Tail Docking
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Tail Docking

Affenpinschers and Tail Docking

Over much of its history, Affenpinschers have had their tails docked for a number of reasons. At first, it was thought the "working" dogs, such as hunting dogs or ratters, should have their tails docked to prevent them from being injured while they work. As dogs made the transition from working dogs to pets, tail docking continued because many dog fanciers believed that the shorter tail completed the "look" of the dog. In most cases, Affenpinschers do not have medical reasons to have their tails docked, and today the decision rests solely with the owner. [...]

Ear Cropping, Tail Docking and the Miniature Pinscher

The issue of cropping ears and docking tails has become a focal point for many dog breeders and owners. Back in the days when dogs were largely used for work and herding purposes, docking tails and cropping ears was a matter of safety. Now, with dogs taking on more of a companion role, the practice is mostly considered cosmetic. [...]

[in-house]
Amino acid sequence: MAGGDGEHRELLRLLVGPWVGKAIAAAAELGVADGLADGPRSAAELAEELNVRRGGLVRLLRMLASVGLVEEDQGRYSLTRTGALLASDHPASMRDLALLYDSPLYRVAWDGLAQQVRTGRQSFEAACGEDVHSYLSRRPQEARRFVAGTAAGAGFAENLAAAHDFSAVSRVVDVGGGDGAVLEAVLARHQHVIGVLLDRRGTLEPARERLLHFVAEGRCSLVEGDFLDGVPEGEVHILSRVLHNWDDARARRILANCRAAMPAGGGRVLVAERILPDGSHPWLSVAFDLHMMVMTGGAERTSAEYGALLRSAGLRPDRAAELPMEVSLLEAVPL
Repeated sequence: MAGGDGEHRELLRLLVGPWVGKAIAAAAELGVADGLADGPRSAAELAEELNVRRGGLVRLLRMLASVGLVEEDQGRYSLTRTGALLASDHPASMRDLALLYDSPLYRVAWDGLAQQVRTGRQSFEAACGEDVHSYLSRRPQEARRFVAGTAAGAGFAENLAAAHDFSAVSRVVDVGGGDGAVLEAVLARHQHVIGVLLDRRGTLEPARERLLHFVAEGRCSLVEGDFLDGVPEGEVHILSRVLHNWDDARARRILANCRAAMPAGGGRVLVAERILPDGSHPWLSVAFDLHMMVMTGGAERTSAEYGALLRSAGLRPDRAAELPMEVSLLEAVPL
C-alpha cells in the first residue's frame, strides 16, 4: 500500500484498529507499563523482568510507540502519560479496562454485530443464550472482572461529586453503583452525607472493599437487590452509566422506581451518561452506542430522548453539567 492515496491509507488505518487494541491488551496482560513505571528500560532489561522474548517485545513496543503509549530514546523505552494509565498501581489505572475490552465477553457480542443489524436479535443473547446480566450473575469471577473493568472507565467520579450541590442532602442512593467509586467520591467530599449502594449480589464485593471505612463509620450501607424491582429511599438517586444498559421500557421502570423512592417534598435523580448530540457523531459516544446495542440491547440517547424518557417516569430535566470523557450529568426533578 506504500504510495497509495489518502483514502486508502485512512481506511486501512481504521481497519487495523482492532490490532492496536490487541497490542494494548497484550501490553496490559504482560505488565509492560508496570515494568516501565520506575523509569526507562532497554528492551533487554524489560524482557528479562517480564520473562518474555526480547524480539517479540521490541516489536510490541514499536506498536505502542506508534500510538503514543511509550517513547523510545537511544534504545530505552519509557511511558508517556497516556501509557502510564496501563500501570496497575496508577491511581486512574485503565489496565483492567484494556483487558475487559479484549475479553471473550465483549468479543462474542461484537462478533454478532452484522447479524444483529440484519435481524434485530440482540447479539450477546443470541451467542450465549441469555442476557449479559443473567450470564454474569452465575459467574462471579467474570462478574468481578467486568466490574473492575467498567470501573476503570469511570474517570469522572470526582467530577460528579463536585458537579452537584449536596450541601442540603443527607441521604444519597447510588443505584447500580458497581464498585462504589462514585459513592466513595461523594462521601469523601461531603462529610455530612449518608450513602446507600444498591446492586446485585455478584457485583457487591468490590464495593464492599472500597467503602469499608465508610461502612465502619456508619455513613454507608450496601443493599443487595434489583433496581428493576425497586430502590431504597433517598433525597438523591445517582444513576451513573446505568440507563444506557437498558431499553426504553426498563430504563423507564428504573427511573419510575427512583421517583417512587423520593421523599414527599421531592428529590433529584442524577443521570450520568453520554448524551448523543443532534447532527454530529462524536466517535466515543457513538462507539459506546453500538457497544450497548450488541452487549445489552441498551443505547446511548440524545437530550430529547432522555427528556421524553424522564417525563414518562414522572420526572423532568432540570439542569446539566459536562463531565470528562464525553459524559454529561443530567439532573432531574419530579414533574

Brittany Coat Care and Tail Docking

While it varies from dog to dog, for the most part the Brittany's coat will be wavy or somewhat feathered; especially on the chest, the legs and the hindquarters. The Brittany does shed regularly but many owners report that with the amount of time the dog spends outside, the quantity seems quite minimal. One of the main draws of owning this breed is their lack of doggy smell as compared to other types of dogs. This is also part of their benefit as a gun dog; no odor allows the Brittany to get as close to its quarry as possible before setting up the point. [...]

Doberman Pinschers And Tail Docking

Doberman Pinschers are one of the more than fifty breeds of dogs recognized by the American Kennel Club that have traditionally had their tails docked. Like other dogs with working histories, the tails were often docked to help prevent the tails from experiencing injuries on the job. As a matter of fact, Dobermans have a tail that is considered quite long if allowed to grow. Today, tail docking is the subject of much controversy and in this article we'll look at some of the pros and cons of the procedure. [...]

Vizsla and Tail Docking